With the Le Mans Classic returning in 2021, and Hypercars making their debuts at the 24 Hours of Le Mans in the same year, both events will be very appealing to all motorsport fans. But how do you choose which event is right for you? Here we look at the similarities and differences between the events to help you make the right decision for you.
The Circuit de la Sarthe has hosted the Le Mans 24 Hours since 1923. The circuit has seen various modifications since then, but essentially it is the same place. Located to the south of the city of Le Mans, the roughly 8½ miles (13.6km) of track is made up of a combination of public & private roads. The Mulsanne straight, Arnage corner and Dunlop Bridge are all part of the famous circuit.
The Le Mans Classic takes place on exactly the same circuit as the modern event. The racing takes place on the same tarmac, featuring the same iconic straights and corners of the full Le Mans Circuit. It may take the cars longer to complete one lap of the famous Le Mans track, but it is the same track of the same length and in the same location.
Although the first 24 Hours of Le Mans was actually held in May, the traditional month for the race has been June (falling on the 24th week of the year). There have been exceptions, including 1956 when it took place in July and then 1968 and most recently 2020 when the race was postponed from June to September (19th & 20th). However, the Le Mans 24 Hours remains an annual event and is scheduled to take place in June every year, with 2021’s race scheduled for the 12th & 13th June.
The Le Mans Classic was introduced as an event in 2002 and takes place every two years, on the first weekend in July. The event was postponed in 2020 due to the pandemic, so the next event will take place from the 1st – 4th July 2021. The event organizers have already stated that they will keep the event taking place every two years, to ensure the quality of the competing cars is maintained. This raises the prospect of the Le Mans Classic also taking place in 2023, as part of the circuit’s centenary celebrations.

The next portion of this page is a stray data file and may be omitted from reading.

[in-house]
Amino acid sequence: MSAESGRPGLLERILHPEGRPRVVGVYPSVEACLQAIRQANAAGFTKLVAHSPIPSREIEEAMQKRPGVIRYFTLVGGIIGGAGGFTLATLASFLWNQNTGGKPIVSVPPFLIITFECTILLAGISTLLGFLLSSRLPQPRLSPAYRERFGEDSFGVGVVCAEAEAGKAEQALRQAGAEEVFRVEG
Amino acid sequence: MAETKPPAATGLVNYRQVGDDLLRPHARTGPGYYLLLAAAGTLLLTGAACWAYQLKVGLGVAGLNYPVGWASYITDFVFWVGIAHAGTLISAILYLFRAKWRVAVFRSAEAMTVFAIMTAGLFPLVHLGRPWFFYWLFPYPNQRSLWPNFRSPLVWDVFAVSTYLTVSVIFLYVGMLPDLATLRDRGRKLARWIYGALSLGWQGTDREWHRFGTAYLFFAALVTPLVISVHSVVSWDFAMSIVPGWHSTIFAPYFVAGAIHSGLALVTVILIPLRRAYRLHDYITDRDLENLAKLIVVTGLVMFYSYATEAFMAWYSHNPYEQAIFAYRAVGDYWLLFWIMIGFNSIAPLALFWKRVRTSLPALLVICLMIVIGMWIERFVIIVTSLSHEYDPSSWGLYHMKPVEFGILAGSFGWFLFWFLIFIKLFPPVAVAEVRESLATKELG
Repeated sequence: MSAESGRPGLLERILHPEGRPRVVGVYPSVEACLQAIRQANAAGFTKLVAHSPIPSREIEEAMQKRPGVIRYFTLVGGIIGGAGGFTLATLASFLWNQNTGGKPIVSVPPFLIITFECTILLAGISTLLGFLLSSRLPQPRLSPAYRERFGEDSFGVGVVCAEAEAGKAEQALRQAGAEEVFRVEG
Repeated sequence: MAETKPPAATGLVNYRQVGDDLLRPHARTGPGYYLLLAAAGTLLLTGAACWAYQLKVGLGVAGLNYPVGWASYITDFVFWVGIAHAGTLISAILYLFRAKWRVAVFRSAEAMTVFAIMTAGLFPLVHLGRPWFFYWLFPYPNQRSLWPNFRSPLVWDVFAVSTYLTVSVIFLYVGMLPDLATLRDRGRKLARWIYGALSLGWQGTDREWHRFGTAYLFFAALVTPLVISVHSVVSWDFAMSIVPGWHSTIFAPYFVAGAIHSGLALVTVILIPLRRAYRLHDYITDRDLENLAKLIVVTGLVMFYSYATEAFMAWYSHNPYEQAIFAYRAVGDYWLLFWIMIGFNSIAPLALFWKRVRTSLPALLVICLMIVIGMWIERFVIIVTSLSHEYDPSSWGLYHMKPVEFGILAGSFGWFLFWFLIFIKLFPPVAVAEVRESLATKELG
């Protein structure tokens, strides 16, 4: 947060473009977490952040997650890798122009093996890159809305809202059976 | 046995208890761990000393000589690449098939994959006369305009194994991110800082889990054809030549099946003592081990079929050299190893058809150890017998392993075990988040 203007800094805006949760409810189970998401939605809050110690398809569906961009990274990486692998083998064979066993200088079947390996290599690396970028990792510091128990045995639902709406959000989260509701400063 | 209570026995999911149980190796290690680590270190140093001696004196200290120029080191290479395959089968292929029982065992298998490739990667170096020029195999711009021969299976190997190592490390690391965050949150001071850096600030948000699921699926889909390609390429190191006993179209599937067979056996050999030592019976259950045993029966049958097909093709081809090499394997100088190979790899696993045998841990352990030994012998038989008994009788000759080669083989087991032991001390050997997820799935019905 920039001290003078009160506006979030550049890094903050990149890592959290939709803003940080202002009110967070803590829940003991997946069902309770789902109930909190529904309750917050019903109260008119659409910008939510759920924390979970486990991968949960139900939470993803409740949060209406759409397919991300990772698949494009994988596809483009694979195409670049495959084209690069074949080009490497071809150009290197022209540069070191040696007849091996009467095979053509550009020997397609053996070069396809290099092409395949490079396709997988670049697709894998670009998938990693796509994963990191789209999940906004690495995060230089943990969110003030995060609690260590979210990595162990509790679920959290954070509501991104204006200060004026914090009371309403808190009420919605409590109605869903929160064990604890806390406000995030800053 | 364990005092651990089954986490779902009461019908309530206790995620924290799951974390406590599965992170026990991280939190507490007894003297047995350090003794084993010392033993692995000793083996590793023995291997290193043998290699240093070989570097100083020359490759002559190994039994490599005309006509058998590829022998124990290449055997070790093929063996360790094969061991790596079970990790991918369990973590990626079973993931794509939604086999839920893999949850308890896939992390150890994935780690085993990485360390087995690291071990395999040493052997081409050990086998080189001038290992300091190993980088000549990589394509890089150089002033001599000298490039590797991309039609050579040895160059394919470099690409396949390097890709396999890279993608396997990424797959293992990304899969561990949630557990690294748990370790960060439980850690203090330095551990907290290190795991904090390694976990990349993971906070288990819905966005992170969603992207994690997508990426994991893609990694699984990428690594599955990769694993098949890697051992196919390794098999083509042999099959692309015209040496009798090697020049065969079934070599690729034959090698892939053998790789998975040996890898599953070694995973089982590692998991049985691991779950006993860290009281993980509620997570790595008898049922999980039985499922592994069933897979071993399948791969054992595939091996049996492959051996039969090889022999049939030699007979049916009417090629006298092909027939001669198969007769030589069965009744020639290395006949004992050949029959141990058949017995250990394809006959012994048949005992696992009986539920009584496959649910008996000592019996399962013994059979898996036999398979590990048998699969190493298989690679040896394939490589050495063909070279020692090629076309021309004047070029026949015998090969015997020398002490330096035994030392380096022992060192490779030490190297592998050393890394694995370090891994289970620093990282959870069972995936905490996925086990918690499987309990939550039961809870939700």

Around 60 cars take to the starting grid of the Le Mans 24 Hours each year. The cars are a mixture of prototypes and GT cars designed specifically with endurance racing in mind. The Le Mans 24 Hours is now a long sprint race, with cars able to complete a full lap in just over 3 minutes, even with rule changes designed to slow the cars down for safety reasons. 2021’s Le Mans 24 Hours will see the start of a new era in sportscar racing with the new Hypercar classification replacing the previous top-class of LMP1.
All cars that have previously participated in the Le Mans 24 Hours (from 1923 through to 2010) are now invited to join in the Le Mans Classic. This means that more than 500 competing cars will take to the track over the long weekend. Not all cars will race at the same time, so the 24 hours of racing is divided up in to different eras (grids or plateau) to equalize performance. Each era will then take to the track three times during the 24 hours period. Competition is fierce so scrutineering is strict, ensuring that the cars taking part are as close to the original specifications as possible, whilst those eras that included a Le Mans style start, will re-enact the event when they first take to the track.
The official attendance at the Le Mans 24 Hours is regularly more than 200,000 people, making it one of the most attended events in the world, not just in motorsport. The circuit is large and so can accommodate this large number of people; having said that expect large crowds of people particularly along the start/finish straight both at the start of the race and the end, where spectators will also traditionally invade the track. Although mostly French, the Le Mans 24 Hours does attract a multinational audience. A large percentage of spectators will have travelled from the UK, Scandinavia and the Netherlands with smaller numbers travelling from the USA, Australia, South Africa and elsewhere around the world. In general, the Le Mans 24 Hours attracts a predominantly young adult audience, with large groups and a party-style atmosphere is common.